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How to Choose a Retirement Account

How to Choose a Retirement Account
The ins and outs of 401(k)s, IRAs and more

It’s never too early to get started thinking about your retirement. But how much should you save and how should you save it? Here are some tips to get you started or to give you a retirement refresher course.

401(k)

One of the best ways to save for retirement is through an employer sponsored 401(k) or Roth 401(k). (Roth means the contribution is taxed today, not in the future.) You can generally choose how much money you would like to contribute but if your company matches a certain amount then it’s smart to contribute at least that much, because it’s free money and who doesn’t like free money. Employer matching is why a 401(k) is generally the best way to start paying for retirement. If you leave your job you can usually roll them over into another employer sponsored 401(k) or into a private IRA/Roth IRA. Another benefit to 401(k)s is that they have a very high contribution limit ($20,000 annually or $27,000 if you file taxes jointly).

401(k) Key Takeaways:

  • Employer sponsored
  • Employers often match a percentage of your contribution
  • Most 401(k)s are tax deferred, meaning you don’t pay interest until you withdraw the funds
  • Can be a standard 401(k) or Roth 401(k)
  • A very high annual contribution limit of $20,000 annually (or $27,000 if you file taxes jointly)
  • Depending on your company’s investment firm, there is a limited amount of investment possibilities 
  • Has the possibility of being able to borrow from and repay money

Traditional IRA

If you don’t have the option for a 401(k), you can set up a Traditional IRA. A Traditional IRA can be purchased at any number of financial institutions (including our own Madison Credit Union). There are two types of Traditional IRA, a Bank IRA or an Investment IRA.  When purchasing a Bank IRA (or Credit Union IRA), you’re basically putting your money in an IRA savings account that carries a higher interest rate than a standard savings account. The money here is safe and secured by the NCUA for up to $250,000. If you purchase an Investment IRA through an investment firm, you will see greater rewards for your money but also greater risk, although that risk can be minimized depending on how you invest your savings. You can choose which stocks or bonds to invest in, each carrying a certain risk assessment from low to high. If going this route, it’s generally better to put your money in high-risk, high-yield accounts when you are young and can recoup a possible loss of money and in a lower risk account when you are older.

Traditional IRA key takeaways:

  • Can be tax deductible today (if you don’t have a 401(k))
  • Pay taxes when you withdraw the funds
  • Depending on where you put your money, you can see a big return on your investment
  • More flexible than a 401(k) as there are more investment options
  • It has a lower annual contribution with a max of $6,000 (or $7,000 for age 50+)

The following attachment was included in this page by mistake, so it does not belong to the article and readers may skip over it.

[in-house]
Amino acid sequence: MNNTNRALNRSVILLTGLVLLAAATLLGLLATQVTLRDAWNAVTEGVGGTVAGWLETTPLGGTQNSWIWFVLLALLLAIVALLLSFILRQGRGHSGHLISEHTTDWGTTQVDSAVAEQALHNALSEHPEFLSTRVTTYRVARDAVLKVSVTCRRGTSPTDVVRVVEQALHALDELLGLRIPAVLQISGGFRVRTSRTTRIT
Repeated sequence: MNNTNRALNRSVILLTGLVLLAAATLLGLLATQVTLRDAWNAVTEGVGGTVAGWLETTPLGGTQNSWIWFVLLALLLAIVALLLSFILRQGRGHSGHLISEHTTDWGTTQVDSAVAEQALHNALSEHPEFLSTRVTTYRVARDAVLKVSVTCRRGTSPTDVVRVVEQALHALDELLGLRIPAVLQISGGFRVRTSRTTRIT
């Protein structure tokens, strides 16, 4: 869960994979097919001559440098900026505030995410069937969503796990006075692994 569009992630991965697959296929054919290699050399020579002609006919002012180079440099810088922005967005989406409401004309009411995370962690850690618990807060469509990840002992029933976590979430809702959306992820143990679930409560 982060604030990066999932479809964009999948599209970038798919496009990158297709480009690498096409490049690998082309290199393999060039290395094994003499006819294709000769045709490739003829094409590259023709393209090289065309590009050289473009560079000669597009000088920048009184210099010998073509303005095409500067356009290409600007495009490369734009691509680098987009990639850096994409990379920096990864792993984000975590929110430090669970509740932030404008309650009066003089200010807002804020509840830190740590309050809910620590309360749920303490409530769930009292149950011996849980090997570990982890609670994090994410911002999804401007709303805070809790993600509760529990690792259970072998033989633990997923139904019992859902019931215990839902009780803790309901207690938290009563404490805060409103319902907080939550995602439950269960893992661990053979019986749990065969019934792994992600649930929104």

• Has required minimum distributions (RMD) that you have to withdraw after age 72  (Here’s a link for more information: How To Calculate RMD)
  • Not an option if you are 70.5 or older

Roth IRA

With a Roth IRA you pay taxes now and not in the future when you withdraw your funds. This is great if you already have a company sponsored 401(k) and aren’t eligible for the traditional IRA tax deduction or if you believe you will be in a higher tax bracket in the future or if you just want to pay less taxes. Any interest earned by investments in your Roth IRA grows tax-deferred as long as those earnings remain in the Roth IRA. Once those earnings become “qualified”, typically after you have had a Roth IRA for at least five years and are at least 59-1/2-years-old, you can withdraw the earnings tax-free.  Roth IRAs can be purchased similarly to a Traditional IRA, as a Bank Roth IRA or Investment Roth IRA. There is no age requirement for opening a Roth IRA however you must make less than $144,000 annually (or $214,000 for couples filing jointly). 

Roth IRA Key Takeaways:

  • Pay taxes today, not when you take the money out
  • Contributions are not tax deductible
  • Once your earning become ‘qualified’ interest earned is not taxed upon withdrawal
  • No required minimum distributions, if you don’t need the money you can not touch it and leave it all to your heirs
  • Similar annual contribution limits as an IRA with a max of $6,000 (or $7,000 for age 50+)
  • Depending on where you put your money, you can see a big return on your investment
  • Must make less than $144,000 annually (or $214,000 if filing jointly)

Whichever option you choose, it’s best to leave the money where you put it. Even though there are some exceptions to taking money out early without a penalty it’s best to let the interest keep compounding and growing so you are sitting comfortably in your golden years.

Here are some other useful links:
Retirement Calculator
IRS’s Information on Required Minimum Distribution (RMD)

 

IRA Roth IRA 401k

brief comparison of Traditional IRA, Roth IRA and 401k

How To Choose A Retirement Account